It’s not hard to get students to think critically about media. They enjoy that. It’s considerably harder to get them to think critically about themselves. But that’s essential for building character—and for confronting the problem of pornography.
It’s also very good news that there is now a science of pornography that helps us understand how pornography does its damage. It’s good news that there is a growing body of solid scientific research showing the many harmful effects of pornography.
It’s good news that more therapists and others in the mental health profession recognize pornography addiction as a problem. For many years they did not. You may be surprised to learn—I was—that Harvard University now has a psychiatrist on its Medical School faculty who is teaching psychiatrists-in-training how to use a virtue-based approach to treating pornography and other addictions.
It’s also good news that there is a growing anti-pornography movement led by young people themselves.
Fight the New Drug
Their website includes a lot of other videos you could use as part of a media literacy unit or watch at home with your family. Then check out the Get the facts tab. That link will take you to an excellent summary of how pornography “harms the brain, the heart, and the world.” You can read and absorb the key points under each of those three headings in about 15 minutes.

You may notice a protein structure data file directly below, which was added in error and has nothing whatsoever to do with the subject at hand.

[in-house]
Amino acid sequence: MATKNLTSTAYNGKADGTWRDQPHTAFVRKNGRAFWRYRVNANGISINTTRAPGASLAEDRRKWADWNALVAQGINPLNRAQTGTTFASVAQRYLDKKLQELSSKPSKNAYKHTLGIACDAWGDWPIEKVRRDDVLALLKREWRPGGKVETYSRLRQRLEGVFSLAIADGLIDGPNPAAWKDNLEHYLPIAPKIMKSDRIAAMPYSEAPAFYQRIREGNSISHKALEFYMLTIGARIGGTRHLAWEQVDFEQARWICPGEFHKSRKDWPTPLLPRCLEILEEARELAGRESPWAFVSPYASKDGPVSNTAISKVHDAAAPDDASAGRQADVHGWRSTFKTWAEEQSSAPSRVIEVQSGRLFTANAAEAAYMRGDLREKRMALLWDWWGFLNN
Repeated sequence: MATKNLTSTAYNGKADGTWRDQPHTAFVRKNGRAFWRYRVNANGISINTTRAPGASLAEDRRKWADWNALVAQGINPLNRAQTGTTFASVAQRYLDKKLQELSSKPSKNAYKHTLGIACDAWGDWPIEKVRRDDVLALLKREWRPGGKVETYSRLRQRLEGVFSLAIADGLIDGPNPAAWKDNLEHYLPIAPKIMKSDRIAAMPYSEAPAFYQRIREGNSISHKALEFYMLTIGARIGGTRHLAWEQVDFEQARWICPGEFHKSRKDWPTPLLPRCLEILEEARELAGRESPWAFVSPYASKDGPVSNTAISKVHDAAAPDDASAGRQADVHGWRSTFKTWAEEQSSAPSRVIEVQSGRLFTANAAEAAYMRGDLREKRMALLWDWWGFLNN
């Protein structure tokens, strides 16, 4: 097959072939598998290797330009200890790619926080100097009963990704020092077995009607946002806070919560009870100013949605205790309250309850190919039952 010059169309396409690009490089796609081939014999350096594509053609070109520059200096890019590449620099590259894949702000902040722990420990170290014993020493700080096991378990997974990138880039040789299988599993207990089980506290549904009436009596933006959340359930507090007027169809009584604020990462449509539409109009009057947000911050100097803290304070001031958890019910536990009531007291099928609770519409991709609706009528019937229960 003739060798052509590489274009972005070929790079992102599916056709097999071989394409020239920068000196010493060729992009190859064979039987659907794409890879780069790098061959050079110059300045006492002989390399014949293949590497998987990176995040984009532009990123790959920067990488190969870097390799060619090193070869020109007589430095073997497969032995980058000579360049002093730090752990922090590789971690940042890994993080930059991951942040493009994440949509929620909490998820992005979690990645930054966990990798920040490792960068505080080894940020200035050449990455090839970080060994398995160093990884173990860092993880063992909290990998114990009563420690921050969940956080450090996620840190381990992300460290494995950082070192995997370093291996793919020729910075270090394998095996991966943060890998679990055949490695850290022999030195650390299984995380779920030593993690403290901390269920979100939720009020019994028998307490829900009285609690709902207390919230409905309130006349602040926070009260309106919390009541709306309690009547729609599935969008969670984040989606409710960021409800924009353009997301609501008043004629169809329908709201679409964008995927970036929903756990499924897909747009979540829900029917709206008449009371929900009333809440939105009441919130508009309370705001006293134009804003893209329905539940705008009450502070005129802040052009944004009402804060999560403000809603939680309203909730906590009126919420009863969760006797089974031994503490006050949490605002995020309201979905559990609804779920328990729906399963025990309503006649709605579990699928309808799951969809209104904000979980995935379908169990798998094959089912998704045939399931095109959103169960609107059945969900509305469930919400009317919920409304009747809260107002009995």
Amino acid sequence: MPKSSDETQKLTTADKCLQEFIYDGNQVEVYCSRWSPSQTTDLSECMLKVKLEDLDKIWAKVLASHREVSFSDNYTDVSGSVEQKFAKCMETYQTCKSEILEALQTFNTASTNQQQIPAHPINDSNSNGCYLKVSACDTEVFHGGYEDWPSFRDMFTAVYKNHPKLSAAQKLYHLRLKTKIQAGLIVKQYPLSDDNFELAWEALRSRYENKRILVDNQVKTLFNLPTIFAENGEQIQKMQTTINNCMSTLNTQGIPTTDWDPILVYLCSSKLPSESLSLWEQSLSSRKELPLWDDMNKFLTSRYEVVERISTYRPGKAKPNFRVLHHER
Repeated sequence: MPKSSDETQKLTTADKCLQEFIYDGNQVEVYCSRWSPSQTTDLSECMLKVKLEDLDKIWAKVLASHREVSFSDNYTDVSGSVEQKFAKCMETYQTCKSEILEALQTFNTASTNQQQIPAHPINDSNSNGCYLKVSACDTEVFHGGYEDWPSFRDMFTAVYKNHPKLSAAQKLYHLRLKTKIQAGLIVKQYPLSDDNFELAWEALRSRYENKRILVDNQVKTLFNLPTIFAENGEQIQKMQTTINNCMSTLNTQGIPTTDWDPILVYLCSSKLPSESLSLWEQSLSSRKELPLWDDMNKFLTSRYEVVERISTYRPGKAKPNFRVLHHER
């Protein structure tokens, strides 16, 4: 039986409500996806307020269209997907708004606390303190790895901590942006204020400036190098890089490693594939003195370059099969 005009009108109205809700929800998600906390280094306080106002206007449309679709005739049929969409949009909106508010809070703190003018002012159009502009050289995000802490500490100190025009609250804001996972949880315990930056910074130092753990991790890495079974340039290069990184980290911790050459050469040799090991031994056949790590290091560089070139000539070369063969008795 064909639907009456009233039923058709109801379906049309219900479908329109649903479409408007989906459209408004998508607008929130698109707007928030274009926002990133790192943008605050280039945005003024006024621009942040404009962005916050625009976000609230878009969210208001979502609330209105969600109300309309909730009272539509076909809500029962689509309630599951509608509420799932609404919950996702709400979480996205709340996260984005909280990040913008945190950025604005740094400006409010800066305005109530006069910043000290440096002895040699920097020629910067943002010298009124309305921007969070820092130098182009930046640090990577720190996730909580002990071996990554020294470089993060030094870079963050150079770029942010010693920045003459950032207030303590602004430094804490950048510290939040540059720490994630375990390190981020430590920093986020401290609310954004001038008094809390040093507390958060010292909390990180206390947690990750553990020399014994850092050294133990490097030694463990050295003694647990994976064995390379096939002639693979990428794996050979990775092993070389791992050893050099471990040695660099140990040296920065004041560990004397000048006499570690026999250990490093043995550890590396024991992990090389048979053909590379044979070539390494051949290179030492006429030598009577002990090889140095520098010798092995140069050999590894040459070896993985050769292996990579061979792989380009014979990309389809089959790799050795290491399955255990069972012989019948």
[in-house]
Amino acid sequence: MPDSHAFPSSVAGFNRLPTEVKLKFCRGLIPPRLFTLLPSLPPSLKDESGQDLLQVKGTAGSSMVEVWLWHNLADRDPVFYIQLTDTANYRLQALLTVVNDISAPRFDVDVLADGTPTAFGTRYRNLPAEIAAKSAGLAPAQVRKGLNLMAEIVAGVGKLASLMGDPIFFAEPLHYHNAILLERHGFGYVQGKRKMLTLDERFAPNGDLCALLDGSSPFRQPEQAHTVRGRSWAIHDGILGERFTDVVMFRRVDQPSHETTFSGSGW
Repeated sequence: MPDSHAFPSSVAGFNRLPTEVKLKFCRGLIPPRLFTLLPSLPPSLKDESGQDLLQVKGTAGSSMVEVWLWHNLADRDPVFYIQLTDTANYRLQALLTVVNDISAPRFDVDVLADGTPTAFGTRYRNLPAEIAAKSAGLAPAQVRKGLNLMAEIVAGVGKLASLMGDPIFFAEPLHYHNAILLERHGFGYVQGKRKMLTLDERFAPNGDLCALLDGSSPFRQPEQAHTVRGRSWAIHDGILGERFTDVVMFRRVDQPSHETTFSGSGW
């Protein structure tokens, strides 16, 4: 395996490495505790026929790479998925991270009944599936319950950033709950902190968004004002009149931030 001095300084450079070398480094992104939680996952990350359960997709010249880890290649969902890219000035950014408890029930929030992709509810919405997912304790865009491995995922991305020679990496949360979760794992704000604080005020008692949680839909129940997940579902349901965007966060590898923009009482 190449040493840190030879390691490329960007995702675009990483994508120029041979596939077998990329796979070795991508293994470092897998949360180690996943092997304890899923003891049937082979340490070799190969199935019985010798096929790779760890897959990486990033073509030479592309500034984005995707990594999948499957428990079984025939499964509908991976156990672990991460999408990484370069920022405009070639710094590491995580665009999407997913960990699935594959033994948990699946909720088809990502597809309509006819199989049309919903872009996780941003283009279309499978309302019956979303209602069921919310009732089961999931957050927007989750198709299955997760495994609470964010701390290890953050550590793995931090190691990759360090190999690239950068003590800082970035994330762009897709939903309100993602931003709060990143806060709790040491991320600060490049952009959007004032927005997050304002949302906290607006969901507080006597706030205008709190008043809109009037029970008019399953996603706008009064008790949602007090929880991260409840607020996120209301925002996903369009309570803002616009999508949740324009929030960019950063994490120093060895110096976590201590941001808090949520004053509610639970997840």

The ‘Porn Kills Love’ movement
Fight the New Drug has launched a second website. Porn Kills Love has become its own movement, promoted by young women as well as guys. They emphasize that they are “pro-sex”—but sex in the right kind of relationship, one where there is true love and lasting commitment.
What do other sources of evidence say?
If you are doing a good job of teaching critical thinking when you do media literacy, your students might ask, “But how do we know Fight the New Drug isn’t biased? They have an agenda; they don’t want people to use porn. Why should we trust what they say about the research?”
Affirm your students for asking tough questions like these. A healthy skepticism is part of critical thinking. Have them look at other sources of evidence.
Here is one: In October 2015, the American College of Pediatricians issued a report titled: “The Impact of Pornography on Children” It summarizes dozens of studies of pornography’s effects on both children and adults.
But the clearest explanation I have found of this an article titled, “The Science Behind Pornography” by Dr Kevin Majeres. Dr Majeres is the Harvard psychiatrist I mentioned earlier as specializing in a virtue-based approach to treating pornography and other addictions. I think you could use his article with your students or children.